Faint glimmer of hope but train still in the tunnel

ASB has revised its house price prediction to a total fall of 25%. That’s a sizable price fall, and in inflation-adjusted terms it is nearly as large as the 1974-1980 slump.

This comes after ASB’s Housing Confidence Survey to the end of October, released on Friday, showed the housing market moved out of the red, thanks largely to Aucklanders.

The latest confidence survey results suggest people are seeing a faint glimmer of light at the end of the tunnel after a year’s worth of house price declines. The ‘is it a good or bad time to buy a house” responses swung back – just – in “good territory because of a bout of optimism from Aucklanders.

Price expectations moved up fractionally though remain distinctly negative. And the large group of people expecting interest rates will rise did get a bit smaller, the survey results show.

There is, however, the possibility that a train lurks. The survey results were taken just before the Reserve Bank put on an express service for the Official Cash Rate (OCR), lifting it by 75 basis points in November and talking even tougher on inflation.

Also house sales and price data from the REINZ showed accelerated deterioration, with prices now down 14% overall. House sales have fallen markedly in recent months and, in seasonally-adjusted terms, are the lowest since 2008 (putting aside the 2020 lockdown pause). We have just revised our house price to a total fall of 25%.

There are scenarios under which the price fall may not be that large. Immigration is potentially picking up faster than has been anticipated. And if people start to heed the RBNZ’s message to spend cautiously, the OCR might not need to hit 5.5% to get inflation under control sufficiently quickly. For the time being, however, the RBNZ looks like it is still going to have the throttle wide open on the OCR Express.

Price expectations: stable gloom

The results for the three months to October were surprisingly steady (net -30%) on the three months to July (net -31%).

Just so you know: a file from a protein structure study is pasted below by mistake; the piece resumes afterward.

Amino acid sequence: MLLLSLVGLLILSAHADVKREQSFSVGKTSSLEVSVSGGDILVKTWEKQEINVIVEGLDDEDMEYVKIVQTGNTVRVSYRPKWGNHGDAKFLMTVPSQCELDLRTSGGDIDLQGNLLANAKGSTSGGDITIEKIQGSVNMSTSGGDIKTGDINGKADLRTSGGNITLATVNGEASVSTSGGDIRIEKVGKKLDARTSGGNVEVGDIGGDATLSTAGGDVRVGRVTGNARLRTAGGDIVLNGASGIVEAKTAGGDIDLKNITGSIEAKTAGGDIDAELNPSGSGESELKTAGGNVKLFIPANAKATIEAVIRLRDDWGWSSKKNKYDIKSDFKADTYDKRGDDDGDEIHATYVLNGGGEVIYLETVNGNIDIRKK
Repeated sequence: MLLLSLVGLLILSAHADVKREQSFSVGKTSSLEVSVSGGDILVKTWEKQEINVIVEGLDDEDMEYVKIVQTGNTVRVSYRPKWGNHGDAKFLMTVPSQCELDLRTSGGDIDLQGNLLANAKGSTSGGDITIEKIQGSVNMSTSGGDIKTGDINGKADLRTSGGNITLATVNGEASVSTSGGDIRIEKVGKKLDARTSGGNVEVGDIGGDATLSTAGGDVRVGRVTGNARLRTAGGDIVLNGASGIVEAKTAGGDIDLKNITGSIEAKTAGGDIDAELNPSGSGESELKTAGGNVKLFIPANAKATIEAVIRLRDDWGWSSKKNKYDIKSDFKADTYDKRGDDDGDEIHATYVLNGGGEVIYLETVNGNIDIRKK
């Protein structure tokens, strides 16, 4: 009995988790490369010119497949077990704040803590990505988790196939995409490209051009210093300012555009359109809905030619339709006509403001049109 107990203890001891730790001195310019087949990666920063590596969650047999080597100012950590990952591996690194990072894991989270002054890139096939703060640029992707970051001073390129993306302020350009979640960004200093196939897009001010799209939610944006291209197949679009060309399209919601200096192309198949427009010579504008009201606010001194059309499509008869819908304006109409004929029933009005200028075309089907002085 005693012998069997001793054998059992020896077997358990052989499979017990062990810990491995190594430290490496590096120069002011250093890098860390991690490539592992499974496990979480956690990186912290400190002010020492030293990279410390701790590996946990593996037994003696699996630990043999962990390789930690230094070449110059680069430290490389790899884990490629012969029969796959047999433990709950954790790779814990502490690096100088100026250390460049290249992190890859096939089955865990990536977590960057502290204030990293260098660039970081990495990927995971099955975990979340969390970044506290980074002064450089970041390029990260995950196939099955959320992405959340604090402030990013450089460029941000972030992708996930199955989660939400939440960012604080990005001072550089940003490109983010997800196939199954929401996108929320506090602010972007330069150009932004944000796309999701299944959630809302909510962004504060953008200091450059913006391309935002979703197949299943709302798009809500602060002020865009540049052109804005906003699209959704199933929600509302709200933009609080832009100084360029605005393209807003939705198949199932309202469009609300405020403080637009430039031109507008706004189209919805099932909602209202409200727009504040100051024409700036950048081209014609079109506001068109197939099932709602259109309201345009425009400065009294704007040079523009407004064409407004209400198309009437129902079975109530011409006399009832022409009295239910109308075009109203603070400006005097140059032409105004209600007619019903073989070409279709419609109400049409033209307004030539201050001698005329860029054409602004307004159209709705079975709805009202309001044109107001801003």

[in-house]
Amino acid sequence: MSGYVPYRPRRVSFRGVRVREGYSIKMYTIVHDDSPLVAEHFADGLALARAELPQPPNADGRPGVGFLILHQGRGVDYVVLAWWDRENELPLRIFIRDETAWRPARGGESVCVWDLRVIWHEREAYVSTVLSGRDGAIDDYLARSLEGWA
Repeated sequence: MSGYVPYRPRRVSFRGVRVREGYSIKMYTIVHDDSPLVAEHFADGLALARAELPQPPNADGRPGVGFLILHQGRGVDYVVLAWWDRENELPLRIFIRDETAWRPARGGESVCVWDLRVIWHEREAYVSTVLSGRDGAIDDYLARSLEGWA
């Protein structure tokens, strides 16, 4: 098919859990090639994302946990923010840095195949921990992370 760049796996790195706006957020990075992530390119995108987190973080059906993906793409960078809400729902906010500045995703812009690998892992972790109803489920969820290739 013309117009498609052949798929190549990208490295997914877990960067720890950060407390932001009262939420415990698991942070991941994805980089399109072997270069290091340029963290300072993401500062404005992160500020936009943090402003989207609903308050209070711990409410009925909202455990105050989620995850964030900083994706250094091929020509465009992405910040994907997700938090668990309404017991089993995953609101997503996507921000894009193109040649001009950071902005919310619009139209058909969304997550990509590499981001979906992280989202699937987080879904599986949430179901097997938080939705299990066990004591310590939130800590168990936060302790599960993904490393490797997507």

Although price expectations are distinctly negative, they haven’t hit the depths of the 2008-09 Global Financial Crisisperiod despite prices already falling by more over the past year than they did back then.

Respondents in the South Island, where prices have held up much better, are less downbeat than Aucklanders and those in the rest of the North Island.

With the RBNZ more recently amping up its views on where interest rates will go, price expectations could yet edge lower. And prices themselves look like they are starting to fall at a faster pace, but at some point, respondents will start to see light at the end of the tunnel.

Once the RBNZ stops lifting interest rates, people will have a lot more certainty about one of the key risks hanging over people’s heads: just how high will mortgage rates go?

Buying sentiment: the only way is up?

Amidst the recent doom and gloom, respondents are increasingly less downbeat on whether now is a good time to buy a house. On a net basis, 1% of respondents think now is a good time to buy. In contrast, in the three months to January a net 28% thought it was a bad time to buy, which set a new record in the survey’s 25-year history.

The optimism is, however, solely confined to Auckland at net +9%. The rest of the North Island is technically on the ‘bad’ side of the ledger, with the South Island at net -6%.

The good/bad time to buy responses are influenced to some extent by the affordability of buying a house.

With house prices down considerably in some parts of the country and incomes starting to get boosted by strong wage growth, required minimum deposits are a smaller share of income. That puts housing more within reach from that perspective, particularly if that relativity gets sustained.

Interestingly, first-home buyers’ share of new mortgage borrowing, at 20%, has crept up marginally over the past year. But rising interest rates are reducing purchasers’ borrowing capacity during the current tightening cycle, which respondents are also aware of.

Rate expectations: still high

Interest rate expectations remain high at a net 69% of respondents expecting mortgage rates will lift over the coming 12 months. That result is down slightly from net 81% in the preceding six months, driven mainly by a smaller proportion of people expecting interest rate increases.

Only 4% of respondents expect rates to fall, little changed since early 2021.

We do expect the OCR will move higher in 2023, potentially to a peak of 5.5% from the current 4.25%. That outcome is largely priced into wholesale interest rates, but mortgage rates are likely to still move higher – particularly the floating and short-dated terms. But mortgage rates could well remain around 6-7% for several years, higher than people have been accustomed to for most of time since the Global Financial Crisis.

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